WASHINGTON — The White House and Congress hurtled over an economic and political cliff on Friday, failing to reach agreement to extend $600-per-week federal jobless aid payments for millions of Americans before their midnight expiration and risking a backlash from voters amid a pandemic-induced recession.
Republicans and Democrats heaped blame on each other for the breakdown, even as they said they would continue to try to strike an agreement on a recovery package that would restore the benefits, which have become a critical lifeline for laid-off workers and the economy itself. But in allowing the lapse, President Trump and congressional leaders in both parties were treading on politically perilous ground three months before the general election.
The relief package under discussion is almost certainly the last chance Mr. Trump has to inject fresh stimulus into the battered economy before he faces voters in November, with his political standing damaged amid widespread public dissatisfaction over his handling of the pandemic. Republicans, whose hold on the Senate majority is under threat, could also pay a steep price for failing to deliver relief to struggling Americans, after waiting weeks to present their own proposal and ultimately endorsing a deep cut to the enhanced jobless benefits.
But the impasse also amounts to a calculated risk for Democrats, who have pressed to extend the full $600-a-week federal unemployment payments through January as part of a sweeping $3 trillion recovery plan. They opted to reject Republicans’ last-ditch proposals for a short-term extension or a continuation of the aid at a lower rate, taking the position that allowing the benefits to expire was better than agreeing to an aid proposal that they considered far too stingy to meeting the needs of a crippled economy and a continuing public health crisis.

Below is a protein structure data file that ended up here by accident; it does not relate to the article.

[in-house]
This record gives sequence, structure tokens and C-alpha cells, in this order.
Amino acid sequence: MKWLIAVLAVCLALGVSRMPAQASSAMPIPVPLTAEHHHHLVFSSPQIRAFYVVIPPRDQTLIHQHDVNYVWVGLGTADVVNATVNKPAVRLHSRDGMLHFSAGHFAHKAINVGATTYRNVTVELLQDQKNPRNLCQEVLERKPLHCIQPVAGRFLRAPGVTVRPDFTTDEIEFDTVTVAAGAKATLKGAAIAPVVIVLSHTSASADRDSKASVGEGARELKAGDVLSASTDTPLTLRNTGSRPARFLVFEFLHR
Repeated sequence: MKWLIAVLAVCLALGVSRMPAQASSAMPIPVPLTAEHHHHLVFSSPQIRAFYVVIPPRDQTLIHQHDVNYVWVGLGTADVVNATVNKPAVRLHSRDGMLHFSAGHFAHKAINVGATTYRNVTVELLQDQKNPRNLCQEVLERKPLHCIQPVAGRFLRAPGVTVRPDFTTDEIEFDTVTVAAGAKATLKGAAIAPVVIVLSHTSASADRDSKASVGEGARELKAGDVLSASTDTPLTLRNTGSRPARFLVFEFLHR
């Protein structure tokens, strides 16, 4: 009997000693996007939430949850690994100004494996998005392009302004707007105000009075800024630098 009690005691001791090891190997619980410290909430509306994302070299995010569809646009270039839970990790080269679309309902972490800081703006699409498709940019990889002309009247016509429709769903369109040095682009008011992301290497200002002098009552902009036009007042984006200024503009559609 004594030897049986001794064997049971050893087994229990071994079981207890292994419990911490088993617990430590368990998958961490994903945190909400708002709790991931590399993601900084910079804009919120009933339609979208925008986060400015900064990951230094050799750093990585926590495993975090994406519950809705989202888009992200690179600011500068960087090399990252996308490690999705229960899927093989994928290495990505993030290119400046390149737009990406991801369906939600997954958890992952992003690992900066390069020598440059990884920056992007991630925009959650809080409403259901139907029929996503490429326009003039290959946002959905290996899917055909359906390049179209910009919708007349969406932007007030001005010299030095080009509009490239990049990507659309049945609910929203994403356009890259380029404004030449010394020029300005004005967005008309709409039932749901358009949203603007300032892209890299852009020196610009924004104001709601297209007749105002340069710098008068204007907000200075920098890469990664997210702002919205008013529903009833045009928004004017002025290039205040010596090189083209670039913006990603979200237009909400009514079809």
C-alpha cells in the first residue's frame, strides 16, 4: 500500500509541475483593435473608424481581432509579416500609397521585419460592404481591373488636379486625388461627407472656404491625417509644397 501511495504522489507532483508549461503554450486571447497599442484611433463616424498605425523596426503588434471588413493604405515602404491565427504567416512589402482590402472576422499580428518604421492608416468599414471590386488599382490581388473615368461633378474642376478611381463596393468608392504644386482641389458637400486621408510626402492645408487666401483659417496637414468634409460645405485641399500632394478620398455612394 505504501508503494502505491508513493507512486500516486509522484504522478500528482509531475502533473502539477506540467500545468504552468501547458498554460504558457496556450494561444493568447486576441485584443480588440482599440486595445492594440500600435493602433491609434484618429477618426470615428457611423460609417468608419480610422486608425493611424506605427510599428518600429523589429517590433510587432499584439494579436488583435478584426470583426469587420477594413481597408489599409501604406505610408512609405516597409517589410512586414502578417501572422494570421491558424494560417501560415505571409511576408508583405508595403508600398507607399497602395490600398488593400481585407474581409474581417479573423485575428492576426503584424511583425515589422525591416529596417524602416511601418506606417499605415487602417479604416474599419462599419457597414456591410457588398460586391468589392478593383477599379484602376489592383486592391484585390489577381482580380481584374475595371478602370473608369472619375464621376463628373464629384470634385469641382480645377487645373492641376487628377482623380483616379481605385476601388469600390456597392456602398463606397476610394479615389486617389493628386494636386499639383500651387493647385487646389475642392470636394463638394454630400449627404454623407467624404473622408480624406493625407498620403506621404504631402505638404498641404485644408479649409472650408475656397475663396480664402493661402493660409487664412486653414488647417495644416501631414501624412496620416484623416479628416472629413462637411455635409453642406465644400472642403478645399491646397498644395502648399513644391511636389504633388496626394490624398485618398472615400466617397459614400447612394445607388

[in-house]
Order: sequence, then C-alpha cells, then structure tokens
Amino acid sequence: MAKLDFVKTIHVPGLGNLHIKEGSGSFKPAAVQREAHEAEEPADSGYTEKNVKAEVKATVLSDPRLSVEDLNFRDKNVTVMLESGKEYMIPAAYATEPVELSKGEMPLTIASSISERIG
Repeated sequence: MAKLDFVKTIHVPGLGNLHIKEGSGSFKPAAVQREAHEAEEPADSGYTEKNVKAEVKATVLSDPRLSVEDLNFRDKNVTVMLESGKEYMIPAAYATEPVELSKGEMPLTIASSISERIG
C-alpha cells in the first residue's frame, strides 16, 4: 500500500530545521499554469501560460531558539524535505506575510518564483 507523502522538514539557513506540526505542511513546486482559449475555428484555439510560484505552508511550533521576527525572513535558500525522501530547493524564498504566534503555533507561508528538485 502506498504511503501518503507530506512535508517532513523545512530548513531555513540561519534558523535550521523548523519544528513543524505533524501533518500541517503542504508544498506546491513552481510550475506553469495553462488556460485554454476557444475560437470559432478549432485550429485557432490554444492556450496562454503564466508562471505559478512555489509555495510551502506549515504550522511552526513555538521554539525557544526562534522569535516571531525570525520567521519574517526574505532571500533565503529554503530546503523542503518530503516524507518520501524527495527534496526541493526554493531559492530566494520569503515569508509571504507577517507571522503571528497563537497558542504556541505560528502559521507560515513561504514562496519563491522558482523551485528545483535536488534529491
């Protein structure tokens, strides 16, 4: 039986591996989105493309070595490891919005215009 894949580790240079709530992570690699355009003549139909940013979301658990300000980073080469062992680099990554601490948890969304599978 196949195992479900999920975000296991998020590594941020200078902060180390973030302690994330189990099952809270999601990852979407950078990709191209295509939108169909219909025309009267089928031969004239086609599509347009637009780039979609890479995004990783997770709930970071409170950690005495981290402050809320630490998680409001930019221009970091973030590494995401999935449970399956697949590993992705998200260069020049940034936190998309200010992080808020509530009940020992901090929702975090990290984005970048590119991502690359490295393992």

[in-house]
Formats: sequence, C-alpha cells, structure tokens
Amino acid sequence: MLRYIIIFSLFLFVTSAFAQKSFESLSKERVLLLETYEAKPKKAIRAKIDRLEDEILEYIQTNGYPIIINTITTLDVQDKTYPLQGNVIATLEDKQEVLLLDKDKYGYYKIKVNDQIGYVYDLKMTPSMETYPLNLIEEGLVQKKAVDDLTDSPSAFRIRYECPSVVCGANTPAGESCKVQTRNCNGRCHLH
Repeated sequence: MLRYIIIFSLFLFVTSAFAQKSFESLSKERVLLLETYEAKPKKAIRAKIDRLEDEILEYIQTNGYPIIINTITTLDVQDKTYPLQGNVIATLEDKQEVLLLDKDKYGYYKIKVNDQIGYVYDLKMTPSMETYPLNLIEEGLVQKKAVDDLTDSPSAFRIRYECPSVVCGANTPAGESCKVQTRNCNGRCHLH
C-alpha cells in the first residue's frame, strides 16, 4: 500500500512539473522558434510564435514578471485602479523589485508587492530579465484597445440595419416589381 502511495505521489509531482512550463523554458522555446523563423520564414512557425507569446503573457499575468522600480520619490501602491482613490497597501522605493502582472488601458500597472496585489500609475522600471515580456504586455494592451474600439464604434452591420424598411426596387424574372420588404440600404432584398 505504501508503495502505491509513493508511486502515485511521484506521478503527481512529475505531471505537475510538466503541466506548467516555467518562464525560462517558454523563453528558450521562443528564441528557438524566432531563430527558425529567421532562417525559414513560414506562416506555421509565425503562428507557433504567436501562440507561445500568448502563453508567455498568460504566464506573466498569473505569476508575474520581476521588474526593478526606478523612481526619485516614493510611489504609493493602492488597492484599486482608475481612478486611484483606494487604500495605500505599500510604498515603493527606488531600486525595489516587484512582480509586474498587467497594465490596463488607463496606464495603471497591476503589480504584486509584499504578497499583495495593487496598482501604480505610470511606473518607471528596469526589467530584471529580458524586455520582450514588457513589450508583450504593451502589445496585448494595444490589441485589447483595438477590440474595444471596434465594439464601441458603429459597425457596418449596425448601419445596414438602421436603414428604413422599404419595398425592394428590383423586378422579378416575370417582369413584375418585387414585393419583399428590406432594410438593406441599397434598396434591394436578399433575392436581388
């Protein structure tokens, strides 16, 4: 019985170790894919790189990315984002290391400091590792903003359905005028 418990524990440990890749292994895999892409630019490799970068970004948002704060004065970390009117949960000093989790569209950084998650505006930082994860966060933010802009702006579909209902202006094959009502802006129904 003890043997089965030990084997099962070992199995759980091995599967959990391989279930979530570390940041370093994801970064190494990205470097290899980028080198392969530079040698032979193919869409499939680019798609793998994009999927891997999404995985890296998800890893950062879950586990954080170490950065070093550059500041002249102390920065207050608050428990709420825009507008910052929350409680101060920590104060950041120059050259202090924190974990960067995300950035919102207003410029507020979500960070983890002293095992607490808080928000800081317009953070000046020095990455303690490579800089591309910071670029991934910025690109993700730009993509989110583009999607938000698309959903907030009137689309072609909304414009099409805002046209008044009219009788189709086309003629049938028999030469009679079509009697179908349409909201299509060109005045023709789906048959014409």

“We don’t have shared values — that’s just the way it is,” Speaker Nancy Pelosi of California said. “It’s not bickering. It’s standing our ground.”
Mr. Trump, who has been largely absent from the talks on a recovery package, savaged Democrats for the impasse, saying they were jockeying for political advantage instead of working to find a compromise.
“Democrats do not care about the people of our country,” he said at the White House. “It is a disgrace that they’re not negotiating, but they’re only looking to play a political game.”
As the two sides traded insults from either side of Pennsylvania Avenue, the economy hung in the balance. The pandemic has obliterated nearly five years of growth, according to the latest government figures, which came as the tally of new claims for state unemployment benefits exceeded one million for the 19th consecutive week. Economists have warned that a failure to enact additional federal relief could further devastate American families and permanently damage an already shuddering economy.
Still, a deal to produce such a package appeared no closer.
Senate Republicans waited until Monday — days after workers in several states received their last unemployment benefit payments — to unveil their $1 trillion relief proposal, and even then remained deeply divided on its contents, with many preferring no action at all.